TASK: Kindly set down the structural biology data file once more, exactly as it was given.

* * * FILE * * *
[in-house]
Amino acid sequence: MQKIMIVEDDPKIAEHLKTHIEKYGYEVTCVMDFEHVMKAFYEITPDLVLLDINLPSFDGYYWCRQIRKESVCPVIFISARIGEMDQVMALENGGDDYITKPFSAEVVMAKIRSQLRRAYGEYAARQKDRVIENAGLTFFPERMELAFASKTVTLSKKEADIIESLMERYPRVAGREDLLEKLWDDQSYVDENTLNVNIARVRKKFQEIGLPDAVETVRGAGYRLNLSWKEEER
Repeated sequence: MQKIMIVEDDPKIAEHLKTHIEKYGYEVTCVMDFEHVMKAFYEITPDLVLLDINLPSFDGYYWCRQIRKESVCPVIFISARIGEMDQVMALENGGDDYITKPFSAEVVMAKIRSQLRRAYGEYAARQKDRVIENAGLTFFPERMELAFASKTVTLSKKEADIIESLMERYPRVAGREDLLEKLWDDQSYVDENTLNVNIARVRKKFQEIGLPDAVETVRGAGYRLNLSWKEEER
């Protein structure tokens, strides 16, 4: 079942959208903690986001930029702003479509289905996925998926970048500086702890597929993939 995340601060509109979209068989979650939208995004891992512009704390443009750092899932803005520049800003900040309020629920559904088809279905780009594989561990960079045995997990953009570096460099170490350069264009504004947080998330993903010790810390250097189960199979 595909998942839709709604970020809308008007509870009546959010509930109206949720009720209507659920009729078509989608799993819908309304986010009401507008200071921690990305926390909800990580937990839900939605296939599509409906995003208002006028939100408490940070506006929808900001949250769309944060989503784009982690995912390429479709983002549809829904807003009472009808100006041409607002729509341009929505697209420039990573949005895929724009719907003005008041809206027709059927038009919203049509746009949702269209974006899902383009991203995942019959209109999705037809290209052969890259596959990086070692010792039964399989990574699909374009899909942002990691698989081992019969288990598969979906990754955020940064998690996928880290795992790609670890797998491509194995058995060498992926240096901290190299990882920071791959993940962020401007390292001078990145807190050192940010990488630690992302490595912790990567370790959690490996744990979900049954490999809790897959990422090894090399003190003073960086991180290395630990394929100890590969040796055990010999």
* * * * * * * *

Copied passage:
[in-house]
Amino acid sequence: MQKIMIVEDDPKIAEHLKTHIEKYGYEVTCVMDFEHVMKAFYEITPDLVLLDINLPSFDGYYWCRQIRKESVCPVIFISARIGEMDQVMALENGGDDYITKPFSAEVVMAKIRSQLRRAYGEYAARQKDRVIENAGLTFFPERMELAFASKTVTLSKKEADIIESLMERYPRVAGREDLLEKLWDDQSYVDENTLNVNIARVRKKFQEIGLPDAVETVRGAGYRLNLSWKEEER
Repeated sequence: MQKIMIVEDDPKIAEHLKTHIEKYGYEVTCVMDFEHVMKAFYEITPDLVLLDINLPSFDGYYWCRQIRKESVCPVIFISARIGEMDQVMALENGGDDYITKPFSAEVVMAKIRSQLRRAYGEYAARQKDRVIENAGLTFFPERMELAFASKTVTLSKKEADIIESLMERYPRVAGREDLLEKLWDDQSYVDENTLNVNIARVRKKFQEIGLPDAVETVRGAGYRLNLSWKEEER
């Protein structure tokens, strides 16, 4: 079942959208903690986001930029702003479509289905996925998926970048500086702890597929993939 995340601060509109979209068989979650939208995004891992512009704390443009750092899932803005520049800003900040309020629920559904088809279905780009594989561990960079045995997990953009570096460099170490350069264009504004947080998330993903010790810390250097189960199979 595909998942839709709604970020809308008007509870009546959010509930109206949720009720209507659920009729078509989608799993819908309304986010009401507008200071921690990305926390909800990580937990839900939605296939599509409906995003208002006028939100408490940070506006929808900001949250769309944060989503784009982690995912390429479709983002549809829904807003009472009808100006041409607002729509341009929505697209420039990573949005895929724009719907003005008041809206027709059927038009919203049509746009949702269209974006899902383009991203995942019959209109999705037809290209052969890259596959990086070692010792039964399989990574699909374009899909942002990691698989081992019969288990598969979906990754955020940064998690996928880290795992790609670890797998491509194995058995060498992926240096901290190299990882920071791959993940962020401007390292001078990145807190050192940010990488630690992302490595912790990567370790959690490996744990979900049954490999809790897959990422090894090399003190003073960086991180290395630990394929100890590969040796055990010999």